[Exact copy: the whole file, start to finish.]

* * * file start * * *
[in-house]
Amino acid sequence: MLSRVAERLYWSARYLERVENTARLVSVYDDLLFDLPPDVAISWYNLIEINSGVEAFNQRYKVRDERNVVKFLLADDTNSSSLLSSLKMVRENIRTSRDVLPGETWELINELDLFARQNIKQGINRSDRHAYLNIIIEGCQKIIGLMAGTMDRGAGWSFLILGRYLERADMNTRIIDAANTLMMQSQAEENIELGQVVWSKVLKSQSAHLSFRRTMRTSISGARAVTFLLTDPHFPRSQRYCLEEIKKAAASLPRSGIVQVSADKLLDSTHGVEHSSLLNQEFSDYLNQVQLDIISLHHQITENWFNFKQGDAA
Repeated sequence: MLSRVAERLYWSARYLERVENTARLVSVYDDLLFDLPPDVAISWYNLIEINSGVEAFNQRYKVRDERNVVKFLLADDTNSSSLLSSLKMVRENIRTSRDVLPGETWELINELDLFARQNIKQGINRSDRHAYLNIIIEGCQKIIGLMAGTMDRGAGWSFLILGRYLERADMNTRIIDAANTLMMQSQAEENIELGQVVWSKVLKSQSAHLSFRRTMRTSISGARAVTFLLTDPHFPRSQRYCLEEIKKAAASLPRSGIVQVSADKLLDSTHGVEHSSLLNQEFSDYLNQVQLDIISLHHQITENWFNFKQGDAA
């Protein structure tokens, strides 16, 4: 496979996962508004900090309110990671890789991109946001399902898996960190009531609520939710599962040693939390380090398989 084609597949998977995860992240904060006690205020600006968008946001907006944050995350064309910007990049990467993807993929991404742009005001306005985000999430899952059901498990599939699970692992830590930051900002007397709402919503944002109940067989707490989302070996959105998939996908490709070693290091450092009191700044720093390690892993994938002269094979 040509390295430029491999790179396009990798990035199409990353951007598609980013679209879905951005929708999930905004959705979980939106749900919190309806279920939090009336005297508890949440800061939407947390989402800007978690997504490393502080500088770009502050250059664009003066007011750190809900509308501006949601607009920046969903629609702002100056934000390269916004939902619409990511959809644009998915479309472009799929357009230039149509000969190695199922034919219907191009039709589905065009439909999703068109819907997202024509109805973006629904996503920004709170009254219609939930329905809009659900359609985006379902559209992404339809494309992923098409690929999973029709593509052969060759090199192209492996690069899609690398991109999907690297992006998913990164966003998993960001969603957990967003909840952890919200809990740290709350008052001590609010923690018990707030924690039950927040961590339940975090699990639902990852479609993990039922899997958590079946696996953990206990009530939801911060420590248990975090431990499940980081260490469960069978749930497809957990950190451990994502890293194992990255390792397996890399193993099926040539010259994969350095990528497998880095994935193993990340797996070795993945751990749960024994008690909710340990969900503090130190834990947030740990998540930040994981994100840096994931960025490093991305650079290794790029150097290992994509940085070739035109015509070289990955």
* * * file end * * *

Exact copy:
[in-house]
Amino acid sequence: MLSRVAERLYWSARYLERVENTARLVSVYDDLLFDLPPDVAISWYNLIEINSGVEAFNQRYKVRDERNVVKFLLADDTNSSSLLSSLKMVRENIRTSRDVLPGETWELINELDLFARQNIKQGINRSDRHAYLNIIIEGCQKIIGLMAGTMDRGAGWSFLILGRYLERADMNTRIIDAANTLMMQSQAEENIELGQVVWSKVLKSQSAHLSFRRTMRTSISGARAVTFLLTDPHFPRSQRYCLEEIKKAAASLPRSGIVQVSADKLLDSTHGVEHSSLLNQEFSDYLNQVQLDIISLHHQITENWFNFKQGDAA
Repeated sequence: MLSRVAERLYWSARYLERVENTARLVSVYDDLLFDLPPDVAISWYNLIEINSGVEAFNQRYKVRDERNVVKFLLADDTNSSSLLSSLKMVRENIRTSRDVLPGETWELINELDLFARQNIKQGINRSDRHAYLNIIIEGCQKIIGLMAGTMDRGAGWSFLILGRYLERADMNTRIIDAANTLMMQSQAEENIELGQVVWSKVLKSQSAHLSFRRTMRTSISGARAVTFLLTDPHFPRSQRYCLEEIKKAAASLPRSGIVQVSADKLLDSTHGVEHSSLLNQEFSDYLNQVQLDIISLHHQITENWFNFKQGDAA
């Protein structure tokens, strides 16, 4: 496979996962508004900090309110990671890789991109946001399902898996960190009531609520939710599962040693939390380090398989 084609597949998977995860992240904060006690205020600006968008946001907006944050995350064309910007990049990467993807993929991404742009005001306005985000999430899952059901498990599939699970692992830590930051900002007397709402919503944002109940067989707490989302070996959105998939996908490709070693290091450092009191700044720093390690892993994938002269094979 040509390295430029491999790179396009990798990035199409990353951007598609980013679209879905951005929708999930905004959705979980939106749900919190309806279920939090009336005297508890949440800061939407947390989402800007978690997504490393502080500088770009502050250059664009003066007011750190809900509308501006949601607009920046969903629609702002100056934000390269916004939902619409990511959809644009998915479309472009799929357009230039149509000969190695199922034919219907191009039709589905065009439909999703068109819907997202024509109805973006629904996503920004709170009254219609939930329905809009659900359609985006379902559209992404339809494309992923098409690929999973029709593509052969060759090199192209492996690069899609690398991109999907690297992006998913990164966003998993960001969603957990967003909840952890919200809990740290709350008052001590609010923690018990707030924690039950927040961590339940975090699990639902990852479609993990039922899997958590079946696996953990206990009530939801911060420590248990975090431990499940980081260490469960069978749930497809957990950190451990994502890293194992990255390792397996890399193993099926040539010259994969350095990528497998880095994935193993990340797996070795993945751990749960024994008690909710340990969900503090130190834990947030740990998540930040994981994100840096994931960025490093991305650079290794790029150097290992994509940085070739035109015509070289990955």